The thought of a university campus conjures up images of academic buildings and students intently studying for exams. But GW’s Virginia campus contains one very different image: the 9,000 individual pieces recovered from the 1996 crash of Trans World Airlines Flight 800.
The remains from the passenger flight, which crashed in the Atlantic Ocean killing all 230 aboard, are housed at the National Transportation Safety Board’s Training Facility, located up the road from GW’s academic research facilities. The facility trains accident investigators and issues safety recommendations.
In the case of TWA Flight 800, the insurance company offered the recovered remains back to the government for use in training exercises. According to Paul Schuda, associate managing director of the NTSB Training Facility, nearly all of the wreckage was recovered, but was not all used in the investigation.
“We recovered 95 to 98 percent of the wreckage, but only 40 percent was germane to the investigation… recovery took 11 months and reconstruction took 10 months concurrent with recovery,” said Schuda.
The reconstruction resulted in the 110 foot-long section of the Boeing 747 now on display in the training facility’s hangar. The remains are not open to the public, but media, educational audiences and victims’ families can view it.
Walking inside, visitors are first confronted with the image of the gutted, destroyed aircraft being held together by a chicken wire net. On the side are steps leading to the passenger cabin, where oxygen masks are still visible and flowers left by victims’ family members lay on the charred seats.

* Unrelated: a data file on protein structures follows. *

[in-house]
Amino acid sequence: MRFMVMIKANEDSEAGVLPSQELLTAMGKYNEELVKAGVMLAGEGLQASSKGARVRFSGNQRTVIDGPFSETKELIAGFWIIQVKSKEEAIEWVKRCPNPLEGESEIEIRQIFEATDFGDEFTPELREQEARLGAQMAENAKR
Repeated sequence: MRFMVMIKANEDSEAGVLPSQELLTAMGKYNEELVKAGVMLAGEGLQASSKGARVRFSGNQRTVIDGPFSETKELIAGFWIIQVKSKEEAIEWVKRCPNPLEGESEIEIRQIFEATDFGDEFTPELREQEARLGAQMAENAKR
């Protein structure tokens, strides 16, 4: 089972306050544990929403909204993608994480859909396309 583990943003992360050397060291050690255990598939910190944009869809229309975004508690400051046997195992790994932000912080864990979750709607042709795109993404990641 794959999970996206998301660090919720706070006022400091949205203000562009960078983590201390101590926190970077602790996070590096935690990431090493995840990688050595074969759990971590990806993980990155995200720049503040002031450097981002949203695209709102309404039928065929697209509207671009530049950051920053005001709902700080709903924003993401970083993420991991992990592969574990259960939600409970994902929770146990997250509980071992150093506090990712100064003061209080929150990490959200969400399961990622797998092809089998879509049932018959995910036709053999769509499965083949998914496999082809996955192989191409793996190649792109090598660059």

The NTSB investigation concluded that old, brittle wiring was ultimately responsible for the accident. When it short-circuited, it caused an explosion in the fuel tank that then rippled through the rest of the aircraft, eventually bringing it down in the waters near East Moriches, New York.
Roughly six and a half years ago, Congress allotted money to the University to build the facility that houses TWA Flight 800. The University owns the space, but the NTSB occupies it under the terms of an exclusive 20-year lease, Paul Schuda said.
Schuda said that although the NTSB issues safety recommendations, it has almost no regulatory authority. The training center offers 20 courses a year, but are not considered GW classes, and consist mostly of aviation industry professionals.
The flagship course, basic aviation accident investigation, is two weeks long and teaches skills such as how to look at fractures, corrosion and metal fatigue so that investigators can determine both the order and direction in which systems fail. Other courses provide training on survivability factors and accident site photography.
By law, Schuda said the NTSB must investigate every aviation accident that occurs on U.S. soil. The rules for international accidents are somewhat different – the country in which the accident occurred is responsible for the investigation, while the U.S. retains the right to participate if part of the craft was manufactured domestically.
“We average about 1,500 to 1,600 small accidents per year and a few major accidents,” Schuda siad.
In addition to the remains of TWA 800, the NTSB also has wreckage from a Cessna 210 Centurion, a Jetstream 41 and a V-tail Bonanza.
Schuda said that family members of victims stop by occasionally to view the TWA flight, but it has now become a less frequent occurrence.
Working at the NTSB can often be difficult, as tragedy is the factor that fuels its existence. Schuda said that this can be particularly distressing.
“One of the unfortunate things about working for the NTSB is that we’re a reactive agency. When you start having four or five accidents, then we can say, ‘you have a safety problem,’ and then people listen to us,” Schuda said.